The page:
Methods
Calculation of the isotope shift
The main contribution to the isotope shift Δg=g(^{40}Ca^{17+})–g(^{48}Ca^{17+}) results from the nuclear recoil effect that must be calculated including the relativistic, QED and interelectronicinteraction contributions. As the nuclear size effect is rather small, it can be evaluated in oneelectron approximation by solving the Dirac equation.
Consider first the nuclear recoil effect on the atomic gfactor to zeroth order in 1/Z. In this approximation, the m_{e}·m_{nucl}^{−1} nuclear recoil contribution to the g factor of an ion with one electron over closed shells is given in refs 22, 23.
Here, ℏ=c=1, e<0, μ_{B} is the Bohr magneton, m_{a} is the angular momentum projection of the state a, p^{k}=−i∇^{k} is the momentum operator, A_{cl}=[B × r]/2 is the vector potential of the homogeneous magnetic field B directed along the z axis, D^{k}(ω)=−4παZα^{l}D^{lk}(ω),
is the transverse part of the photon propagator in the Coulomb gauge. The tilde sign indicates that the related quantity (the wave function, the energy and the CoulombGreen function ) must be calculated in presence of the homogeneous magnetic field B directed along the z axis. As we consider an ion with one valence electron over the closed shells, the CoulombGreen function is defined as , where is the Fermi energy and η→0. In equation (7), the summation over the repeated indices (k=1,2,3), which enumerate components of the threedimensional vectors, is implicit. Formula (7) incorporates both one and twoelectron nuclear recoil contributions to zeroth order in 1/Z. For the (1s)^{2}2sstate of a lithiumlike ion, the (1/Z)^{0} twoelectron contribution is zero and, therefore, we restrict our consideration to the oneelectron contribution only. For the practical calculations, the oneelectron contribution is conveniently represented by a sum of loworder (‘nonQED’) and higher order (‘QED’) term, Δg=Δg_{L}+Δg_{H}:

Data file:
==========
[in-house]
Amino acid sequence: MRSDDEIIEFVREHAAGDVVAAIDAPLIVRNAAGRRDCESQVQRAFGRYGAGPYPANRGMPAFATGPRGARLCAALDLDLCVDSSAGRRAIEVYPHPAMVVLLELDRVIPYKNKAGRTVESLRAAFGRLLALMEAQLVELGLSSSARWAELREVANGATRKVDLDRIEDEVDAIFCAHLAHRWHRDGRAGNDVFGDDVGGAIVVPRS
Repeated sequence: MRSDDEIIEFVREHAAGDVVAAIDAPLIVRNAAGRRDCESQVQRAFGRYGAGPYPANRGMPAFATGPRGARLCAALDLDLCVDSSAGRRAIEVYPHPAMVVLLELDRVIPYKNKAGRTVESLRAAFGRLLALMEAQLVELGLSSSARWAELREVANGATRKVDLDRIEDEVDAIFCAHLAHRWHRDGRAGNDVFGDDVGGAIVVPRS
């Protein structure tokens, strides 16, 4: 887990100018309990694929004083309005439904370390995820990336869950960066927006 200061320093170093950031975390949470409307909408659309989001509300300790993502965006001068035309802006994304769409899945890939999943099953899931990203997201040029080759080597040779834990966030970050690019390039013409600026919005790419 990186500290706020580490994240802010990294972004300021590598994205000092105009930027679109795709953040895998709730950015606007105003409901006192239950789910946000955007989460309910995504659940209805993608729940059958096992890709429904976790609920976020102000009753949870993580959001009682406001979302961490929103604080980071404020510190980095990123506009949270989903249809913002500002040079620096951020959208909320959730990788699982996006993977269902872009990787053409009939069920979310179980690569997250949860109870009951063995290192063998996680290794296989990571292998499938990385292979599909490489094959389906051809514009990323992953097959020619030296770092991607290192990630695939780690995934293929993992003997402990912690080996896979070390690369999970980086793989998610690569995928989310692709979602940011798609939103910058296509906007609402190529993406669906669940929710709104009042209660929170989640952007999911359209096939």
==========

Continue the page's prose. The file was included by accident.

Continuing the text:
where V(r)=−(αZ)/(r) is the Coulomb potential induced by the nucleus and n=r ·r^{−1}. The loworder term can be derived from the relativistic Breit equation, while the derivation of the higherorder term requires using QED beyond the Breit approximation. For this reason, we call them the nonQED and QED contributions, respectively.
The loworder term Δg_{L} can be evaluated analytically^{42}:
where E is the Dirac energy and . To the two lowest orders in αZ, we have
As follows from this formula, for an sstate (κ=−1) the nonrelativistic contribution to Δg_{L} vanishes and the loworder term comes from pure relativistic (∼(αZ)^{2}) origin.
The calculation of the higher order term, Δg_{H}, is a much more difficult task. For the 1sstate it is calculated in ref. 42. In the present paper we performed the corresponding calculation for the 2sstate. Details of this calculation and the corresponding results for other ions will be published elsewhere.
In addition to the main oneelectron nuclear recoil contribution, we have to consider the radiative (∼α) nuclear recoil correction and the (m_{e}/m_{nucl})^{2} nuclear recoil correction. To the lowest order in αZ, these corrections were evaluated in refs 19, 21, 23, 24. We need also to account for the interelectronicinteraction effects of the first and higher orders in 1/Z. To evaluate these effects we extrapolate the lowest order relativistic results from ref. 25. The uncertainty of the interelectronicinteraction contribution is mainly due to uncalculated higherorder relativistic and QED corrections.
To get the total value of the isotope shift, we also evaluate the nuclear size correction. The rootmeansquare nuclear charge radii and their uncertainties are taken from ref. 7. The uncertainty of the nuclear size contribution includes both the nuclear radius and shape variation effects. The individual contributions to the isotope shift of the gfactor for ^{40}Ca^{17+} and ^{48}Ca^{17+} are presented in Table 1.
In Table 2 we list the various contributions to the gfactor of ^{40}Ca^{17+} and ^{48}Ca^{17+}. The Dirac value, as well as the QED, interelectronicinteraction, and the screened QED corrections^{17} cancel out in the isotope difference. The finite nuclear size and nuclear recoil corrections lead inherently to the isotope shift.
The PIICR measurement scheme